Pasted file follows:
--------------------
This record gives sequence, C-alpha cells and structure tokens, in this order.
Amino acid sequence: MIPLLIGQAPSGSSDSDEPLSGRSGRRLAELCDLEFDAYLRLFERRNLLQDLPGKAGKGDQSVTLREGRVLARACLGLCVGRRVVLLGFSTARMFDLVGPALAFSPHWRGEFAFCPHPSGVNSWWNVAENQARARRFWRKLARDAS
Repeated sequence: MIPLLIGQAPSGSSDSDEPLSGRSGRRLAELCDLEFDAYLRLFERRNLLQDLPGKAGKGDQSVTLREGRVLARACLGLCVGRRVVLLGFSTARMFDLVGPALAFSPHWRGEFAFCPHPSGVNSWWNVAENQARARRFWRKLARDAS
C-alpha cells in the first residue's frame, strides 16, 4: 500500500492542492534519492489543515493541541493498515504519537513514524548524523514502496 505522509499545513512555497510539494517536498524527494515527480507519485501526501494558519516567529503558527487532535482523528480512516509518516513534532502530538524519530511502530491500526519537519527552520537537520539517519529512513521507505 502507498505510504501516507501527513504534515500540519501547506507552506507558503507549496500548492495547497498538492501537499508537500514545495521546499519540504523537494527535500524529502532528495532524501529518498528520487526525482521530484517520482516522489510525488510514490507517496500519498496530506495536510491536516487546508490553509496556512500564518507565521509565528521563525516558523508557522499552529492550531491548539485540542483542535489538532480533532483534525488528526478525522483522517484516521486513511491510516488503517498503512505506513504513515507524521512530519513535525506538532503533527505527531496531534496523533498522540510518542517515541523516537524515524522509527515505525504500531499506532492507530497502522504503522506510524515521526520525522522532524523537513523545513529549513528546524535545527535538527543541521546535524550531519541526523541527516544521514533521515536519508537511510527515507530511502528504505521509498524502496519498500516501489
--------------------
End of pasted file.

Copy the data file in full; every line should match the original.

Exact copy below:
This record gives sequence, C-alpha cells and structure tokens, in this order.
Amino acid sequence: MIPLLIGQAPSGSSDSDEPLSGRSGRRLAELCDLEFDAYLRLFERRNLLQDLPGKAGKGDQSVTLREGRVLARACLGLCVGRRVVLLGFSTARMFDLVGPALAFSPHWRGEFAFCPHPSGVNSWWNVAENQARARRFWRKLARDAS
Repeated sequence: MIPLLIGQAPSGSSDSDEPLSGRSGRRLAELCDLEFDAYLRLFERRNLLQDLPGKAGKGDQSVTLREGRVLARACLGLCVGRRVVLLGFSTARMFDLVGPALAFSPHWRGEFAFCPHPSGVNSWWNVAENQARARRFWRKLARDAS
C-alpha cells in the first residue's frame, strides 16, 4: 500500500492542492534519492489543515493541541493498515504519537513514524548524523514502496 505522509499545513512555497510539494517536498524527494515527480507519485501526501494558519516567529503558527487532535482523528480512516509518516513534532502530538524519530511502530491500526519537519527552520537537520539517519529512513521507505 502507498505510504501516507501527513504534515500540519501547506507552506507558503507549496500548492495547497498538492501537499508537500514545495521546499519540504523537494527535500524529502532528495532524501529518498528520487526525482521530484517520482516522489510525488510514490507517496500519498496530506495536510491536516487546508490553509496556512500564518507565521509565528521563525516558523508557522499552529492550531491548539485540542483542535489538532480533532483534525488528526478525522483522517484516521486513511491510516488503517498503512505506513504513515507524521512530519513535525506538532503533527505527531496531534496523533498522540510518542517515541523516537524515524522509527515505525504500531499506532492507530497502522504503522506510524515521526520525522522532524523537513523545513529549513528546524535545527535538527543541521546535524550531519541526523541527516544521514533521515536519508537511510527515507530511502528504505521509498524502496519498500516501489